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Overcoming Technical Recruiting Problems: Case Study Part 3

technical and engineering recruitment is getting more and more difficult

3rd part on what to do and what not to do during technical recruiting.

In my over 30 years as a technical and engineering recruiter I have encountered more than my share of staffing problems. However, one technology search assignment stands out as an instructive recruitment lesson on both: a) what to do? And b) what not to do?

The principles of this recruiting assignment apply not only to technical, scientific, IT (information technology), manufacturing, engineering or R&D (research and development) jobs, that my recruitment firm specializes in, but also any type of professional position.

This case study has been derived from a recent technical recruiting assignment for a food technology company near Cincinnati, Ohio. I offered it to you in two previous installments. This is the third and final part, which focuses on the benefits to the client.

Part One: The Client’s Prior Recruiting Mistakes

In part one I shared the recruitment mistakes this client made prior to retaining my search firm. This included their human resources department employing 12 other technical recruiting firms during a six-month period prior to our search engagement.

Part Two: Steps I Took To Overcome Recruiting Obstacles

Part two detailed all the obstacles I needed to quickly overcome to swiftly and successfully complete this technical recruiting assignment for our food technology client.

They included: a) three major recommendations to the client b) selling the client on the viability of each recommendation and c) being willing to walk away from this technical recruiting assignment if the client did not agree with my recruiting recommendations.

The key is our search firm had polled numerous technical recruitment and engineering recruitment teams in the six months prior to being contacted for this technical recruiting assignment. As part of my sales pitch to the client, I shared the results of those findings including a war for key R&D (Research and Development), scientific, engineering, technical, IT (Information Technology) and manufacturing talent. The result was (and continues to be) demand for key technical talent (like what the client desires) far exceeding the supply! This lent credibility to my three client recommendations. As a result, they were more willing to accept what I had to offer.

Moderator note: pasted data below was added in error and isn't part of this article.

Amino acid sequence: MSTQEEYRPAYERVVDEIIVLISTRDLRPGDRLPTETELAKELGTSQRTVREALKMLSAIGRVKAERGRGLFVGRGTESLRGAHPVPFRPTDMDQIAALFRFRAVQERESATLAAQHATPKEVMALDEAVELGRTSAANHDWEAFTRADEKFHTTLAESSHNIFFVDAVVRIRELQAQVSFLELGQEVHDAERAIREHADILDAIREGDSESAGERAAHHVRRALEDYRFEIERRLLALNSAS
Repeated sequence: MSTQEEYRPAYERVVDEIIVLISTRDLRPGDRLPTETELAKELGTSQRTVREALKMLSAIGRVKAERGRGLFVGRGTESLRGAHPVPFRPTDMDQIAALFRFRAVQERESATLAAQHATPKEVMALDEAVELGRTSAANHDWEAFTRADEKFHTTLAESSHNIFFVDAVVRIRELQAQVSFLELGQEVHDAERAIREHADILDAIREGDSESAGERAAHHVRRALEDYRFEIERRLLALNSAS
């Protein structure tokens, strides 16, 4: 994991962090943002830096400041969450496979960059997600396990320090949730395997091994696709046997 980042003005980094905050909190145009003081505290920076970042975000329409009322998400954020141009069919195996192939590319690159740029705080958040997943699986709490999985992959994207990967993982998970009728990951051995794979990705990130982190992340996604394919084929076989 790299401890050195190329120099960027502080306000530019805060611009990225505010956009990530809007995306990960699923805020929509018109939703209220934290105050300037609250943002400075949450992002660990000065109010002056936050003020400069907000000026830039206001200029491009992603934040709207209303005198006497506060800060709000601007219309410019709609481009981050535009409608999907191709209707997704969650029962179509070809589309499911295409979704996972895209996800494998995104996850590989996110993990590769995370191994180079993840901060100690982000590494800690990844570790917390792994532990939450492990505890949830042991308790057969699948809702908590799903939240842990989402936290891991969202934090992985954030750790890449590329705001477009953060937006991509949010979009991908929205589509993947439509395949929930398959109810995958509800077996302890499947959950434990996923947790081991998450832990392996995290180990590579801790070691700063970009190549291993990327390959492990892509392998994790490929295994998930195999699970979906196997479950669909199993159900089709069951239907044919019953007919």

Company Success And Product Breakthroughs.

As a result of my fact finding, interviews of key company executives and visit to this client’s facility, I was able to uncover a lot of important information which I later used to entice key technical talent to consider this unique technology job opportunity.

For example, the finalist, who my client eventually hired, already had his own business. Therefore, he was not actively considering other technical jobs. In fact, after my first two approaches, the candidate was not even interested.

However, armed with all the key information I was able to surface, I was able to over time convince this scientist to at least talk to the client via a video chat. The more he learned, the more he became enamored with the job opportunity. Eventually, he became a viable job candidate and was eventually hired a year ago.

Since being hired, the candidate has launched several major technical and scientific breakthroughs for the client. The cumulative benefit of which was many millions of dollars!

I recently spoke to this Scientist/Lab Director and he said, “Hi Scott, thanks for touching base. So far so good. Being kept very busy. I am out here on the west coast on a business trip.” He also went on to say he was happy I was so persistent in approaching him because he really likes his job.

Top Technical recruiter and Engineering Recruiter


1 Comment


November 17, 2016 at 9:40 pm

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